In which ancient kingdom or empire were the concepts of accounting first developed?
Answer: Mesopotamia and Babylon
Accounting records dating back more than 7,000 years have been found in Mesopotamia showing lists of expenditures and goods received and traded.
The early development of accounting was closely related to developments in writing, counting, and money. In particular, there is evidence that a key step in the development of counting was related to the early development of accounting and money, which took place in Mesopotamia.
Other early accounting records were found in the ruins of ancient Babylon, Assyria and Sumeria, which also date back more than 7,000 years as well. The people of that time relied on primitive accounting methods to record the growth of crops and herds. Since farming and herding were very seasonally based, it was easy to count and determine if a surplus had been gained after the crops had been harvested or the young animals weaned.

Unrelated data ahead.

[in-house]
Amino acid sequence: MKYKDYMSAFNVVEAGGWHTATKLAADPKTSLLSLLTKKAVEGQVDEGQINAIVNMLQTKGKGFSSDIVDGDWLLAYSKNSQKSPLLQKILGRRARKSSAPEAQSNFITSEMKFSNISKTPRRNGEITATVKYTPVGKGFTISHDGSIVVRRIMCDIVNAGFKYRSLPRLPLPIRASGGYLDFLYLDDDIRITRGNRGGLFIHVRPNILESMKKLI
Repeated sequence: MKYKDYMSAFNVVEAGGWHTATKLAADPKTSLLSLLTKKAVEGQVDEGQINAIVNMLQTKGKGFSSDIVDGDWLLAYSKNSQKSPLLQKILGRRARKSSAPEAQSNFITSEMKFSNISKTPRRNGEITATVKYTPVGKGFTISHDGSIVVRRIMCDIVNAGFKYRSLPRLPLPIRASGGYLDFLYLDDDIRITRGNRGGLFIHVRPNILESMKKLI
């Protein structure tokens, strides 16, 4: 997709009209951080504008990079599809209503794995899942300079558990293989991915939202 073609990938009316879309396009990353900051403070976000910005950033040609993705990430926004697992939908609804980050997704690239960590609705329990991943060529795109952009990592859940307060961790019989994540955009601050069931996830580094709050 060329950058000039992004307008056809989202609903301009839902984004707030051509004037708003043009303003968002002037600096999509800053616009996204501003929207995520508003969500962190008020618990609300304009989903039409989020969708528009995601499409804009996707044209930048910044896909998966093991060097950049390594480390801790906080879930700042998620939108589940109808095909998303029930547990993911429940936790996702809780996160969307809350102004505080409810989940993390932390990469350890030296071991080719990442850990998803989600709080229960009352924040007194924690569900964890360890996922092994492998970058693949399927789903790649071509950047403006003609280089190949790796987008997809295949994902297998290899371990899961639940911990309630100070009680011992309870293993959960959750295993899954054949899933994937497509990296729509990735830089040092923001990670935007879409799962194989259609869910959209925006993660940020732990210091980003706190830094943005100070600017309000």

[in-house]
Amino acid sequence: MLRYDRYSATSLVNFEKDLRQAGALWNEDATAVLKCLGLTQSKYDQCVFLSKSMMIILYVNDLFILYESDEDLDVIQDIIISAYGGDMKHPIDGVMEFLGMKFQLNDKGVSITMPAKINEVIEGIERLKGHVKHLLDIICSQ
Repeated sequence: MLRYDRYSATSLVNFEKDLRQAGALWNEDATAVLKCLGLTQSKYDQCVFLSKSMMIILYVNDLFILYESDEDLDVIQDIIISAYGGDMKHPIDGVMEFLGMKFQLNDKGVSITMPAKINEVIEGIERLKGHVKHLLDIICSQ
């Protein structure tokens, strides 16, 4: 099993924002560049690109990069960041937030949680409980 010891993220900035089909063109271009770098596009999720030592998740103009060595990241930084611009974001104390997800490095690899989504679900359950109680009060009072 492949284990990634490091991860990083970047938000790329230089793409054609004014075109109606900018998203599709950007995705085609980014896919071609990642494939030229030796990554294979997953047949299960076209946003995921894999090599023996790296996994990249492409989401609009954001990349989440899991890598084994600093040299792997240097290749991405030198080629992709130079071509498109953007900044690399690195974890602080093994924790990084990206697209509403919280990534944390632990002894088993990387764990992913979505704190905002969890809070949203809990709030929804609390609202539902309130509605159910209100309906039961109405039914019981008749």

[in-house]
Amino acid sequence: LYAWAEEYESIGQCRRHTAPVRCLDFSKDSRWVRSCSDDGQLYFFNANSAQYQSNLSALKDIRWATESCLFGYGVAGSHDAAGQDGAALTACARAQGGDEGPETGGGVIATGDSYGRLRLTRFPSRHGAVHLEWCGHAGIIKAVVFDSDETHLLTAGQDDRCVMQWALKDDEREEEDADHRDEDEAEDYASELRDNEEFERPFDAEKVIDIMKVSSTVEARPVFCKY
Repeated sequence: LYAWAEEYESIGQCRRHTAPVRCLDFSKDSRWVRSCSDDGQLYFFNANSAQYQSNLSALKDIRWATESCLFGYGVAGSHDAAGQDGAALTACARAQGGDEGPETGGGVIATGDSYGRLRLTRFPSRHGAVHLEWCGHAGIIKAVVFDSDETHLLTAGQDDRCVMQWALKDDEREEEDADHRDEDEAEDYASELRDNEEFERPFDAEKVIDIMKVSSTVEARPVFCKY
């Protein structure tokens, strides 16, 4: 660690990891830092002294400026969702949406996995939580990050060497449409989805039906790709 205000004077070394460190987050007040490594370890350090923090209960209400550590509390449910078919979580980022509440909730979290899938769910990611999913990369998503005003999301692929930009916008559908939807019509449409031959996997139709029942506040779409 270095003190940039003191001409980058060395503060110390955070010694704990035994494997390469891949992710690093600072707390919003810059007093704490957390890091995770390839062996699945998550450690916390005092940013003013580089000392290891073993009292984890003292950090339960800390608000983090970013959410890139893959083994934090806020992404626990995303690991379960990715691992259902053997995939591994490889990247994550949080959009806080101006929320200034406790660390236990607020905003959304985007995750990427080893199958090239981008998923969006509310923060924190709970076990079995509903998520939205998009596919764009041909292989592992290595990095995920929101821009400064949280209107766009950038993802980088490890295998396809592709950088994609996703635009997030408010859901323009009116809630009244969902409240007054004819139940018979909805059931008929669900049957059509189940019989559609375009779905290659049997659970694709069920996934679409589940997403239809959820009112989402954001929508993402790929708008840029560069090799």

Between the 4th and 3rd centuries BC, the ruling leaders and priests in ancient Iran oversaw financial matters. Cylindrical tokens that were used for bookkeeping on clay scripts were found in buildings that had large rooms for the storage of crops. The invention of a form of bookkeeping using clay tokens that described assets and liabilities represented a huge developmental leap.
From about the 4th century BC, the ancient Egyptians and Babylonians had auditing systems for checking movement in and out of storehouses, including “audit reports,” resulting in the term “auditor.”